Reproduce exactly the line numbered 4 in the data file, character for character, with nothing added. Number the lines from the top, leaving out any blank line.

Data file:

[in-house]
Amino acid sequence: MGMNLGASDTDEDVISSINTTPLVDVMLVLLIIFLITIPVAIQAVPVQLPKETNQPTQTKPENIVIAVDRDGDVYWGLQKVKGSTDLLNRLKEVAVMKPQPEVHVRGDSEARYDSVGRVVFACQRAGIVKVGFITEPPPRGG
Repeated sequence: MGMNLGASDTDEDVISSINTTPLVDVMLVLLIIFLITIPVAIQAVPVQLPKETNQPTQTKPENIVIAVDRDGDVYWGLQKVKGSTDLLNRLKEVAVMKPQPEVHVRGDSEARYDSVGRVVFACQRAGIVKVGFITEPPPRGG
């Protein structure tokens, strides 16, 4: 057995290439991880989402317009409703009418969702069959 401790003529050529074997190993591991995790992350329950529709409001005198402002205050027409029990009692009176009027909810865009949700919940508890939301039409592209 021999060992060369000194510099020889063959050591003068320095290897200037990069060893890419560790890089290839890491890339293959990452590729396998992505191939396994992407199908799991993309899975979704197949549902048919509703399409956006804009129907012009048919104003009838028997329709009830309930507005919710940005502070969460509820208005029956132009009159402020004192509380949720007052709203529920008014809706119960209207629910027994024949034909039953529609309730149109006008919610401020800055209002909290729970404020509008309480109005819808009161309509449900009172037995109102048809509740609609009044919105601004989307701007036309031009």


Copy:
């Protein structure tokens, strides 16, 4: 057995290439991880989402317009409703009418969702069959 401790003529050529074997190993591991995790992350329950529709409001005198402002205050027409029990009692009176009027909810865009949700919940508890939301039409592209 021999060992060369000194510099020889063959050591003068320095290897200037990069060893890419560790890089290839890491890339293959990452590729396998992505191939396994992407199908799991993309899975979704197949549902048919509703399409956006804009129907012009048919104003009838028997329709009830309930507005919710940005502070969460509820208005029956132009009159402020004192509380949720007052709203529920008014809706119960209207629910027994024949034909039953529609309730149109006008919610401020800055209002909290729970404020509008309480109005819808009161309509449900009172037995109102048809509740609609009044919105601004989307701007036309031009």